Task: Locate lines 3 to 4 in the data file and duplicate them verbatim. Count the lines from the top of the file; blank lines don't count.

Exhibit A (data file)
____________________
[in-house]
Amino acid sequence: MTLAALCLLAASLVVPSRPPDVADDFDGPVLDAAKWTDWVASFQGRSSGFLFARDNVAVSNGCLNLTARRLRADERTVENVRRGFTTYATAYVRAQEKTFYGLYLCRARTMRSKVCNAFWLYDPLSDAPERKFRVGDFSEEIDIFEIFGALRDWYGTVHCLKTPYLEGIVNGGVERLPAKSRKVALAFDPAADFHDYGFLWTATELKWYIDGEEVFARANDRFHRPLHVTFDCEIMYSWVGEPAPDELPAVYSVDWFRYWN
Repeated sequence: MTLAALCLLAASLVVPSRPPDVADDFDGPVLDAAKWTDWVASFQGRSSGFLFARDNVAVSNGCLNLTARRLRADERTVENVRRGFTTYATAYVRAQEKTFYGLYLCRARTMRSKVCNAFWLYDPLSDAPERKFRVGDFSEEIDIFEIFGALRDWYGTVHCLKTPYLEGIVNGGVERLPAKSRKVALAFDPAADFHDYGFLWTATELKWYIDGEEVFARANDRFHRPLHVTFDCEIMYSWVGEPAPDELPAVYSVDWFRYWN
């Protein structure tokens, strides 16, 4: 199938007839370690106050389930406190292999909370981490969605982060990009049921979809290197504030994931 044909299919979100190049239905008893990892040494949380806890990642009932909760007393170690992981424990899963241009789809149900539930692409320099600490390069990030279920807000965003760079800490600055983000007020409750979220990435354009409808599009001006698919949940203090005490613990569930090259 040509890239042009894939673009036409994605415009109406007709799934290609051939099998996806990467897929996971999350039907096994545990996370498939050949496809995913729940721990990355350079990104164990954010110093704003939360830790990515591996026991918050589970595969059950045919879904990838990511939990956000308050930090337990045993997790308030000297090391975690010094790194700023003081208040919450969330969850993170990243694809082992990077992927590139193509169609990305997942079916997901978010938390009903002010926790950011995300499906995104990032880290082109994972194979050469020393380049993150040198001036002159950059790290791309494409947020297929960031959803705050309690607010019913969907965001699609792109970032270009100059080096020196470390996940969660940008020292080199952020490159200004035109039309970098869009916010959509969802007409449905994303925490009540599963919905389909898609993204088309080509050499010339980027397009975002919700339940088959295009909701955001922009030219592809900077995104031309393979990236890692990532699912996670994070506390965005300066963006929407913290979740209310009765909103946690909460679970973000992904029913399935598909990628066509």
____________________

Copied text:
Repeated sequence: MTLAALCLLAASLVVPSRPPDVADDFDGPVLDAAKWTDWVASFQGRSSGFLFARDNVAVSNGCLNLTARRLRADERTVENVRRGFTTYATAYVRAQEKTFYGLYLCRARTMRSKVCNAFWLYDPLSDAPERKFRVGDFSEEIDIFEIFGALRDWYGTVHCLKTPYLEGIVNGGVERLPAKSRKVALAFDPAADFHDYGFLWTATELKWYIDGEEVFARANDRFHRPLHVTFDCEIMYSWVGEPAPDELPAVYSVDWFRYWN
């Protein structure tokens, strides 16, 4: 199938007839370690106050389930406190292999909370981490969605982060990009049921979809290197504030994931 044909299919979100190049239905008893990892040494949380806890990642009932909760007393170690992981424990899963241009789809149900539930692409320099600490390069990030279920807000965003760079800490600055983000007020409750979220990435354009409808599009001006698919949940203090005490613990569930090259 040509890239042009894939673009036409994605415009109406007709799934290609051939099998996806990467897929996971999350039907096994545990996370498939050949496809995913729940721990990355350079990104164990954010110093704003939360830790990515591996026991918050589970595969059950045919879904990838990511939990956000308050930090337990045993997790308030000297090391975690010094790194700023003081208040919450969330969850993170990243694809082992990077992927590139193509169609990305997942079916997901978010938390009903002010926790950011995300499906995104990032880290082109994972194979050469020393380049993150040198001036002159950059790290791309494409947020297929960031959803705050309690607010019913969907965001699609792109970032270009100059080096020196470390996940969660940008020292080199952020490159200004035109039309970098869009916010959509969802007409449905994303925490009540599963919905389909898609993204088309080509050499010339980027397009975002919700339940088959295009909701955001922009030219592809900077995104031309393979990236890692990532699912996670994070506390965005300066963006929407913290979740209310009765909103946690909460679970973000992904029913399935598909990628066509």